After getting a solid 8 hours of sleep, I rose at 7 a.m., to prepare for an 8 a.m. blast-off, which ended up being about 8:45. We were all eager to get to the Sahara, but there were a few stops in between. We stopped at a fossil factory, which excavates fossils from the ground, cleans them, and shapes them into various items for sale, including fountains, mortar and pestles, and necklaces. We also stopped at a Mausoleum, a marketplace (to buy turbans and jalaba, or head-wraps and long traditional garb), a qasr, and a restaurant (where we had madfoun, or berber pizza). After making a few stops, we transitioned into 4×4 vehicles. Luckily, I joined an amicable group and a bold driver. We drove towards the desert on jeeps, which is a different experience than pick-up trucks, which I had experienced in Jordan, but it was pleasant to enjoy air conditioning. We had one stop before the suspenseful camel rides, which was actually in an area that was Sudanese inhabited, however, now, was Moroccan inhabited. We were served dates, almonds, and hot clove tea, however the main event was a cultural dance and musical performance using instruments that made a mellow clap sound. They were shaped like a gourd, but were metallic and oval, almost like two elongated ovals overlapping with a half-sphere pounded into the middle of each oval. It was a cultural spectacle. All the students participated and danced; it was quite fun.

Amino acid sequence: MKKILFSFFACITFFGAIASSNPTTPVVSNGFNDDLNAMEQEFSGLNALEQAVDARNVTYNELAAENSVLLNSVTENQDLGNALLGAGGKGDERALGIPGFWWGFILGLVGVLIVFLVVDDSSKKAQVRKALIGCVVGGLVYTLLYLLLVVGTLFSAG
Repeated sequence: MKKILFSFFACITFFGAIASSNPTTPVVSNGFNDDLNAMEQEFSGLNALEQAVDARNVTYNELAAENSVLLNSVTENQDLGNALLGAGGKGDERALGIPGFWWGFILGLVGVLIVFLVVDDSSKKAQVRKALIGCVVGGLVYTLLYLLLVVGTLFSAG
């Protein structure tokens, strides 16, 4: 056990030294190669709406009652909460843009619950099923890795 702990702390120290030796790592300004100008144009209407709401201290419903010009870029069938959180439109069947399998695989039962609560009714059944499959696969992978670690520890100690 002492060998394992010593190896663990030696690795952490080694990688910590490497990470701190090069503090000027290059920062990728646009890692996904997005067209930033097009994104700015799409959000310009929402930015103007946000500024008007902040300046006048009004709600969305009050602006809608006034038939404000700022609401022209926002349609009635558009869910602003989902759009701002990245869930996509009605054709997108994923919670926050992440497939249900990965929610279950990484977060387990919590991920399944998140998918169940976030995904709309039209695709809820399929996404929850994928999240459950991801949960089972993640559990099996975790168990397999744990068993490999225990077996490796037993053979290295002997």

Afterwards, we finally began the final descent towards the camels. We loaded up with water and hopped on camel caravans and in no time we were trotting along uncomfortably. Although I was not at ease after the first fifteen minutes on my camel, I found myself at awe with the Sahara. Everything was picturesque. I did not chat all that much with the person in front of me or behind me because I was constantly looking around, left, right, up. I was amazed, beyond the fact that they have been doing this for years most likely, that the guides knew exactly where to go. Sand dunes shift and tracks are lost. One guide once said that he traveled for seven days in the desert. Unbelievable. We made it to base camp during the night, where we enjoyed a nice three course meal of fresh vegetables, chicken tajeen, and honeydew melon. My caravan and I situated outside of base camp to sleep right underneath the stars. Whether that was permitted or not, I will never know. I trekked to the top of the nearest high sand dune in the area immediately. After arriving at the summit, I sat and drank. I drank it all in. A panoramic view of the land for miles, with the moon illuminating the dunes like a light bulb in a crawlspace. I was enthralled. I made my way back down to my sleeping situation, which was very simple. I donned long clothing and my kofyyah from Jordan, which I wrapped around my face to block sand blasts during the night.